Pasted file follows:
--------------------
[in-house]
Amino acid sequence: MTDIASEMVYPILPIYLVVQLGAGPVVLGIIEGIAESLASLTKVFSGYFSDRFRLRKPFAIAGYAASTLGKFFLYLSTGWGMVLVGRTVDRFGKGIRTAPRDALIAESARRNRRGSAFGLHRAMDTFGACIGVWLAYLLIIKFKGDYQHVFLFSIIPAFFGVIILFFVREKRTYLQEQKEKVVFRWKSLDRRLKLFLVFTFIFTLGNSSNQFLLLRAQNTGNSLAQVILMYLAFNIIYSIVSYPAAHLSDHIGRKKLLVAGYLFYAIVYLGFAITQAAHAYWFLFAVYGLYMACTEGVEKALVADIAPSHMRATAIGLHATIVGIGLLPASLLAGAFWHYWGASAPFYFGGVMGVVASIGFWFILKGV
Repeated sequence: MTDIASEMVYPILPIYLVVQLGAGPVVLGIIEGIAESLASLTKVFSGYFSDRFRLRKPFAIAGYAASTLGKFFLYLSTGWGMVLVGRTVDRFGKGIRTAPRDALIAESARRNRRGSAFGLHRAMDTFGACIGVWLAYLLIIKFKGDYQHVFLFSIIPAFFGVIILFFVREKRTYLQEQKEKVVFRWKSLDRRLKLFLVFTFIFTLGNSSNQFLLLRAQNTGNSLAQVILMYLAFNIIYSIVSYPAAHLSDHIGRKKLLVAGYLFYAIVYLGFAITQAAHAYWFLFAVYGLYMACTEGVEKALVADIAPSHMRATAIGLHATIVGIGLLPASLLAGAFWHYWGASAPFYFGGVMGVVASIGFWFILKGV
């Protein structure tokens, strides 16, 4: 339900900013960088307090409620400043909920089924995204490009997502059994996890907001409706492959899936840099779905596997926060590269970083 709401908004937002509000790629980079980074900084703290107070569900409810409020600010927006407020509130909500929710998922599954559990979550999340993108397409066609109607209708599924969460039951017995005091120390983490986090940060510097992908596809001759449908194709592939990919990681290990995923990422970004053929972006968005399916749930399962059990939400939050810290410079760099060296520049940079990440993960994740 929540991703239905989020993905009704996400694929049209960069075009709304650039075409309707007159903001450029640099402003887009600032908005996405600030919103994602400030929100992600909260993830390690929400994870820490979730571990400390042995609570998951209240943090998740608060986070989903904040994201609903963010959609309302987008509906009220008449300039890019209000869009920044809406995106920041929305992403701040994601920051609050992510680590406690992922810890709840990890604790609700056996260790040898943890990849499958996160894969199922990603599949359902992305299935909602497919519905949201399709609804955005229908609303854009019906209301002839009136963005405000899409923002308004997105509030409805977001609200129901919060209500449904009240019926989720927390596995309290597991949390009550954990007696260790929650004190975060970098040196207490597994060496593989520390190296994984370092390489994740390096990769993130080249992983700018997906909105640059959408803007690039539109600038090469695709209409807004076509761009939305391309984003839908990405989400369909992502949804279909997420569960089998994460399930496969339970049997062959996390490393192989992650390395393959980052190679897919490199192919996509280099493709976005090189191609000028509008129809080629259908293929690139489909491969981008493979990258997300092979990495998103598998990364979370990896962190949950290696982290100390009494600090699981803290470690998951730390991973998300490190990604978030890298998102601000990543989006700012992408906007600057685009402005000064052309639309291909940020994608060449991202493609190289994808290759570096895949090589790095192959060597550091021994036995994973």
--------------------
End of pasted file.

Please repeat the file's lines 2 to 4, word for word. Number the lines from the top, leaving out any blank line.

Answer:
Amino acid sequence: MTDIASEMVYPILPIYLVVQLGAGPVVLGIIEGIAESLASLTKVFSGYFSDRFRLRKPFAIAGYAASTLGKFFLYLSTGWGMVLVGRTVDRFGKGIRTAPRDALIAESARRNRRGSAFGLHRAMDTFGACIGVWLAYLLIIKFKGDYQHVFLFSIIPAFFGVIILFFVREKRTYLQEQKEKVVFRWKSLDRRLKLFLVFTFIFTLGNSSNQFLLLRAQNTGNSLAQVILMYLAFNIIYSIVSYPAAHLSDHIGRKKLLVAGYLFYAIVYLGFAITQAAHAYWFLFAVYGLYMACTEGVEKALVADIAPSHMRATAIGLHATIVGIGLLPASLLAGAFWHYWGASAPFYFGGVMGVVASIGFWFILKGV
Repeated sequence: MTDIASEMVYPILPIYLVVQLGAGPVVLGIIEGIAESLASLTKVFSGYFSDRFRLRKPFAIAGYAASTLGKFFLYLSTGWGMVLVGRTVDRFGKGIRTAPRDALIAESARRNRRGSAFGLHRAMDTFGACIGVWLAYLLIIKFKGDYQHVFLFSIIPAFFGVIILFFVREKRTYLQEQKEKVVFRWKSLDRRLKLFLVFTFIFTLGNSSNQFLLLRAQNTGNSLAQVILMYLAFNIIYSIVSYPAAHLSDHIGRKKLLVAGYLFYAIVYLGFAITQAAHAYWFLFAVYGLYMACTEGVEKALVADIAPSHMRATAIGLHATIVGIGLLPASLLAGAFWHYWGASAPFYFGGVMGVVASIGFWFILKGV
């Protein structure tokens, strides 16, 4: 339900900013960088307090409620400043909920089924995204490009997502059994996890907001409706492959899936840099779905596997926060590269970083 709401908004937002509000790629980079980074900084703290107070569900409810409020600010927006407020509130909500929710998922599954559990979550999340993108397409066609109607209708599924969460039951017995005091120390983490986090940060510097992908596809001759449908194709592939990919990681290990995923990422970004053929972006968005399916749930399962059990939400939050810290410079760099060296520049940079990440993960994740 929540991703239905989020993905009704996400694929049209960069075009709304650039075409309707007159903001450029640099402003887009600032908005996405600030919103994602400030929100992600909260993830390690929400994870820490979730571990400390042995609570998951209240943090998740608060986070989903904040994201609903963010959609309302987008509906009220008449300039890019209000869009920044809406995106920041929305992403701040994601920051609050992510680590406690992922810890709840990890604790609700056996260790040898943890990849499958996160894969199922990603599949359902992305299935909602497919519905949201399709609804955005229908609303854009019906209301002839009136963005405000899409923002308004997105509030409805977001609200129901919060209500449904009240019926989720927390596995309290597991949390009550954990007696260790929650004190975060970098040196207490597994060496593989520390190296994984370092390489994740390096990769993130080249992983700018997906909105640059959408803007690039539109600038090469695709209409807004076509761009939305391309984003839908990405989400369909992502949804279909997420569960089998994460399930496969339970049997062959996390490393192989992650390395393959980052190679897919490199192919996509280099493709976005090189191609000028509008129809080629259908293929690139489909491969981008493979990258997300092979990495998103598998990364979370990896962190949950290696982290100390009494600090699981803290470690998951730390991973998300490190990604978030890298998102601000990543989006700012992408906007600057685009402005000064052309639309291909940020994608060449991202493609190289994808290759570096895949090589790095192959060597550091021994036995994973």